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   Re: [xml-dev] XUL vs. XHTML 2.0/XForms 1.0

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Hi Robin,

Thanks for your reply.

Robin Berjon wrote:
> Emmanuil Batsis (Manos) wrote:
>> Flamewars and name hijacking aside, XUL has some very interesting 
>> features that leave XHTML behind, namely the set of reusable widjets 
>> and advanced box model.
> That's a statemenent ("leave XHTML behind") that would need more 
> qualification. 

True, but such qualification cannot be contained in a xml-dev post IMHO 
and if it could, I wouldn't have the time and clarity to do it. It's a 
personal opinion build on experience and just thrown in; I wouldn't even 
try to support it in a debate here. Similarly, you can try and write 
about the merits of SVG for example but I will only grasp those after 
extensive use of it. Unfortunatelly, I haven't found motive to include 
SVG in my every day work as there is no demand for it yet.

But to give some points, my main complaints on (X)HTML could perhaps be 
limited to:

* Absense of UI widgets beyond HTML 4.x. The result of this is 
proprietery technologies like DHTML behaviors and (the original W3C 
note, not much to do with today's) XBL as approaches to address the 
*need* of application oriented UIs.

* Luck of extensibility mechanisms. I want custom elements and I want to 
define their rendering and behaviour in a standards way, not the 
hackiish approaches we struggle with every day.

* A higher level of remote data awareness and utilization. True, XMLHTTP 
is (a non standard but) implemented in at least two major browsers and 
can be combined with DOM scripting to allow interactive content without 
refreshing the whole page each time but it's too low level.

* A more flexible box model. XUL has a more advanced box model; a 
superset of HTML's.

 > XHTML wasn't designed for applications, it was designed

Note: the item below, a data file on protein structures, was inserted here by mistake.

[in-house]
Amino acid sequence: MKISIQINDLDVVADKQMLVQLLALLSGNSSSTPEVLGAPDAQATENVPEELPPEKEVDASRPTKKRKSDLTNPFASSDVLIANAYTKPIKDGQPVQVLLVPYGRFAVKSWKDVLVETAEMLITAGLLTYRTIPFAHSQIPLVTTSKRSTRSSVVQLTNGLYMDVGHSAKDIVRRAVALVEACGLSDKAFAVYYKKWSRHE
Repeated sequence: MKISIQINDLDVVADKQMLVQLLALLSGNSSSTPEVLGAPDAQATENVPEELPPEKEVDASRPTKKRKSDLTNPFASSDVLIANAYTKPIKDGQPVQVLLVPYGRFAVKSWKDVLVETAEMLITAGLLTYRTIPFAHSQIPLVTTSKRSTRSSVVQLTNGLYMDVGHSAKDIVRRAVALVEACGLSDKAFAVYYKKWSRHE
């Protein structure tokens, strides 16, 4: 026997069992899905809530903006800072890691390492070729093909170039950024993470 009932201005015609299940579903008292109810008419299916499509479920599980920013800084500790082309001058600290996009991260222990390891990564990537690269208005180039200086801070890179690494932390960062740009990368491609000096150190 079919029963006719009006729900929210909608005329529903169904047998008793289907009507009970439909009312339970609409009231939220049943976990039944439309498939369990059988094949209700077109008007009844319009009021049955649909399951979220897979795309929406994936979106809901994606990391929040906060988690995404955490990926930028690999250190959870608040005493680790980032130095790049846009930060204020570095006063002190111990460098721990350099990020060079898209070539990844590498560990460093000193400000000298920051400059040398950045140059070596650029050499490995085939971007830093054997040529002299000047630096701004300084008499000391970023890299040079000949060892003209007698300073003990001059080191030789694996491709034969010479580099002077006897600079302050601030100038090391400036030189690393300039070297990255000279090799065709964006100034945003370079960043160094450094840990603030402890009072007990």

> for documents.

For once, I cannot agree with you. (X)HTML documents have been used as 
application UIs for a long time. Their role as such is increasing as 
time goes by VS the plain document role. The two roles are not mutually 
exclusive, while XHTML is not the best choice for a strictly document 
oriented format. Various others are better choices depending on 
requierments (DocBook, FO). In my view of the markup universe, XHTML is 
the lowest common denominator as a document rendering medium due to 
(mostly partial) implementations being widely available.

In short, I just think that XHTML could provide better support for 
application oriented documents. XForms is a leap forward of course, but 
it only solves part of the problems we face each day, plus it's far from 
being widely implemented.

>> But the best part is about extensibility via XBL. Something like DHTML 
>> behaviors but far more efficient, offering creation of custom 
>> elements, events, etc. Actually, most widjects are implemented in this 
>> way.
> Please see: http://www.w3.org/TR/SVG12/#rax . It's an early WD 
> description. Imho it's the way forward.

Sounds promising but it's too early for me to bet on it. SVG support in 
browsers is rather dissapointing. Even worse, plugin-based support 
cripples what could be done with mixed markup (SVG+MathML for example) 
although the document you point out will probably try to address that.

I don't want to compare the two approaches but XUL/XBL offers me much 
more than any other implementation of foo in the browser area. XUL 
support for RDF datasources for example, may provide some insight on how 
SVG could do [1].

Finally, I strongly believe that if SVG could adopt something like XBL, 
it would probably become *the* UI platform. XBL allows one to build 
custom elements, including their presentation, events and generally 
interaction logic. Of course widgets can be build on top of other 
widgets... but the XUL element set is limited; if something like XBL 
could be used with a vector language like SVG... it wouldn't even have 
to provide widgets; I bet libraries would become available all over the 
web, much like DHTML scripts are today.

[1] http://www.w3.org/TR/SVG12/#rax-semantic



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